Categorized | Our Town

Steinbeck In His Own Words

Posted on 19 October 2012

by Jim Marquardt

“Out here I get the old sense of peace and wholeness…and it seems to be getting into my work. I approach the table every morning with a sense of joy,” from a note to his publisher in 1956.

“I grow into this countryside with a lichen grip,” in a letter to friend and fellow novelist John O’Hara in 1958.

Steinbeck won the 1940 Pulitzer Prize for The Grapes of Wrath, and in 1962 was awarded the Nobel Prize for Literature for his novels, short stories and sketches. In September 1953, he rented a waterfront cottage in Sag Harbor, and in 1955 bought a small house in an oak grove on Sag Harbor Cove. He wrote a friend, “I really love it out here. Am going to winterize this little house so I can come up when it is cold. I haven’t felt so good in years.” And later, “We love our little place on Long Island.”

In the spring 1992 issue of the Long Island Historical Journal, Frances Kestler quoted a Steinbeck letter about autumn in Sag Harbor, “Almost my favorite season. For some reason it brings a kind of happy energy back to me. The birds are flocking and flying. The geese go over at night very high. And the air has muscle.”

While working on a modern version of Thomas Malory’s Morte d’Arthur in January 1957 he wrote his editor Elizabeth Otis that “the bay is nearly frozen over with just a few patches of open water…Charley (his dog) is having a wonderful time trying to walk on the ice.” Steinbeck’s tiny writing hideaway, that he called Joyous Garde after Launcelot’s castle, stood away from the house, closer to the cove. A year later he told Otis about the “solace I get from the new boat (in Sag Harbor). I can move out and anchor and have a little table and a yellow pad and pencil. Nothing can intervene. Isn’t that wonderful?”

Steinbeck helped start the Old Whalers Festival (now Harbor Fest) in the early sixties and was made its honorary chairman. He happily joined in the fun, writing official words of welcome, “… The fact that I have been made Honorary Chairman of the Old Whaler’s Festival is a clear indication of the explosive but cautious thinking of the descendants of the Old Whalers. If all goes well we share the happiness, but if the village blows up, I get the blame. I don’t know how I got here. I’m only a sixth class citizen. It takes six generations for first class…”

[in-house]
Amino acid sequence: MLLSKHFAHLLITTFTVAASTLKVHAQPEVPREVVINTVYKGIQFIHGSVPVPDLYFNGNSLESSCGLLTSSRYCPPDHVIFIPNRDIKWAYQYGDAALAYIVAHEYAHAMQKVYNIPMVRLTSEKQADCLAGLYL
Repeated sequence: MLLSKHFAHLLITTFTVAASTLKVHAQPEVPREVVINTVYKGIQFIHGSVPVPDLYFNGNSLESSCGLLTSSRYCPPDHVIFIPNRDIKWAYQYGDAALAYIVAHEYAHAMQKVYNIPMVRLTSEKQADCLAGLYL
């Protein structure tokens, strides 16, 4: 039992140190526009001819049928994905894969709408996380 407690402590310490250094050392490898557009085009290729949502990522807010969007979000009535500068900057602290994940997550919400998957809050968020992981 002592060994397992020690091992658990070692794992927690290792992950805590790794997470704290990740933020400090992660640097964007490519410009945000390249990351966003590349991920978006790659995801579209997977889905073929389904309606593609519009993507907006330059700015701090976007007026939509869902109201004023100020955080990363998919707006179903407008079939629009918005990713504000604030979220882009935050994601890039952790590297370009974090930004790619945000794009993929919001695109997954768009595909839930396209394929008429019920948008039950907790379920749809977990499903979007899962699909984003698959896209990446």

In their delightful collection of Sag Harbor stories, Maryanne Calendrille and Katherine Szoka of Canio’s Books included Steinbeck’s essay My War With the Ospreys that reflected his love of the village. “Two and a half years ago I bought a little place near Sag Harbor… a wonderful village inhabited by people who have been here for a long time…the place I bought is not one of the great old houses but a beautiful little point of land on the inland waters, a place called Bluff Point, with its own little bay… My own boat, the Lillymaid… is a utility craft twenty feet long, a clinker-built Jersey sea skiff… Many of these specifications could also describe my wife. She is not clinker-built however… I came from a small town on the West Coast… And I find that what applies in my home country is equally acceptable in Sag Harbor. If you pay your bills, trade locally as much as possible, mind your own business and act reasonably pleasant, pretty soon they forget that you are an outsider.”

In The True Adventures of John Steinbeck, Writer, biographer Jackson J. Benson described Steinbeck’s simple daily habits, remarking “…sometimes later in the day after work he’d stop by and ask (Bob) Barry out for a beer at Sal and Joe’s or the Black Buoy.”

John was afflicted with back and heart problems in 1967 and was treated in New York City, but yearned to come back to Sag Harbor. “…to go out to my little house on the point, to sharpen fifty pencils and put out a yellow pad. Early in the morning to hear what the birds are saying and to pass the time of day with Angel (Charley’s successor) and then to hunch up my chair to my writing board and to set down with words – Once upon a time…”

Steinbeck’s recurring heart problems worsened in November 1968 and he again was taken to a hospital in New York City, leaving his beloved Sag Harbor for the last time. He died on December 20th.


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